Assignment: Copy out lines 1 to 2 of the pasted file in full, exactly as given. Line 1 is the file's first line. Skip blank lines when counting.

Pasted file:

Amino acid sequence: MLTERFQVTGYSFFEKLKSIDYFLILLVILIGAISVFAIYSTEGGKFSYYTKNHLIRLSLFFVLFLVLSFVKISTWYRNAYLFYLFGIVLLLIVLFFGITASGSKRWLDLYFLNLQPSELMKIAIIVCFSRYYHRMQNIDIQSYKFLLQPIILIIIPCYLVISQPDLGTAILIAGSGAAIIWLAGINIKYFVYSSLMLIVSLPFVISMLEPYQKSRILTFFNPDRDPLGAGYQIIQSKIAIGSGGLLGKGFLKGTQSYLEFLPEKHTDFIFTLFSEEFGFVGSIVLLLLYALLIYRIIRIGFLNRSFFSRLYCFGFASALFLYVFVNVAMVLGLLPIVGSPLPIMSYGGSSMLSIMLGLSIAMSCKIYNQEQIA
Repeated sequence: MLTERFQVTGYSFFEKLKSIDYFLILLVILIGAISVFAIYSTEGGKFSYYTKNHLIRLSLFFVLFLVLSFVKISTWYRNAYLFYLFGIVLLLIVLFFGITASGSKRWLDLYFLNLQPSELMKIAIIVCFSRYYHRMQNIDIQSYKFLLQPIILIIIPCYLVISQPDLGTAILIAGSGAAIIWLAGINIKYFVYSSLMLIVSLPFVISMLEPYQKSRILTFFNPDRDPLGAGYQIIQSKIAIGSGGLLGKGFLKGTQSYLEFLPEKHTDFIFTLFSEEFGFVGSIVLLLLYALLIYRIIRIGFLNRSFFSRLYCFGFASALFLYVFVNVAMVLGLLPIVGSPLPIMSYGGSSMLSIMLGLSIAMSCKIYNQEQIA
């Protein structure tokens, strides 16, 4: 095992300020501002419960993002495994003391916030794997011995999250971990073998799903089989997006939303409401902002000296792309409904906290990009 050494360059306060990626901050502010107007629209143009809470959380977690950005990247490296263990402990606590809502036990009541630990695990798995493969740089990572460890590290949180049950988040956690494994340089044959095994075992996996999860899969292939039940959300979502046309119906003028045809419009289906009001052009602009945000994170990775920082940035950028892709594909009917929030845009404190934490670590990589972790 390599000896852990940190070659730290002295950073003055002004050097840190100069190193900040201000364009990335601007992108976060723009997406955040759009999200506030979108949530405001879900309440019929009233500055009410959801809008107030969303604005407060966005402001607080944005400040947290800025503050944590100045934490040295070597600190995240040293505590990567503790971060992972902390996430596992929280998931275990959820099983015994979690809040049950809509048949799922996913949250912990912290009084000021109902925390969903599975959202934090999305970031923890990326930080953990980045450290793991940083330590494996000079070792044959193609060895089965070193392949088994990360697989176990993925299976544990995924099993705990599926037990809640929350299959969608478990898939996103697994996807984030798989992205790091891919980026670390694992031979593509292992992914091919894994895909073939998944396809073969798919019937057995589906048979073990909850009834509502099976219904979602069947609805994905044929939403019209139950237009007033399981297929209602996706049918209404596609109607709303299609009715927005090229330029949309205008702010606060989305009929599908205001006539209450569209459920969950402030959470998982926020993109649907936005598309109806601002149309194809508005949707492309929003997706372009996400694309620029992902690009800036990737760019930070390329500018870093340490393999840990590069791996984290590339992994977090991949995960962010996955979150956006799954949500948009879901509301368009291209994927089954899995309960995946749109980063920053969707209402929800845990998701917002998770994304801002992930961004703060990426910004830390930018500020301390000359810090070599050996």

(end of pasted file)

Amino acid sequence: MLTERFQVTGYSFFEKLKSIDYFLILLVILIGAISVFAIYSTEGGKFSYYTKNHLIRLSLFFVLFLVLSFVKISTWYRNAYLFYLFGIVLLLIVLFFGITASGSKRWLDLYFLNLQPSELMKIAIIVCFSRYYHRMQNIDIQSYKFLLQPIILIIIPCYLVISQPDLGTAILIAGSGAAIIWLAGINIKYFVYSSLMLIVSLPFVISMLEPYQKSRILTFFNPDRDPLGAGYQIIQSKIAIGSGGLLGKGFLKGTQSYLEFLPEKHTDFIFTLFSEEFGFVGSIVLLLLYALLIYRIIRIGFLNRSFFSRLYCFGFASALFLYVFVNVAMVLGLLPIVGSPLPIMSYGGSSMLSIMLGLSIAMSCKIYNQEQIA
Repeated sequence: MLTERFQVTGYSFFEKLKSIDYFLILLVILIGAISVFAIYSTEGGKFSYYTKNHLIRLSLFFVLFLVLSFVKISTWYRNAYLFYLFGIVLLLIVLFFGITASGSKRWLDLYFLNLQPSELMKIAIIVCFSRYYHRMQNIDIQSYKFLLQPIILIIIPCYLVISQPDLGTAILIAGSGAAIIWLAGINIKYFVYSSLMLIVSLPFVISMLEPYQKSRILTFFNPDRDPLGAGYQIIQSKIAIGSGGLLGKGFLKGTQSYLEFLPEKHTDFIFTLFSEEFGFVGSIVLLLLYALLIYRIIRIGFLNRSFFSRLYCFGFASALFLYVFVNVAMVLGLLPIVGSPLPIMSYGGSSMLSIMLGLSIAMSCKIYNQEQIA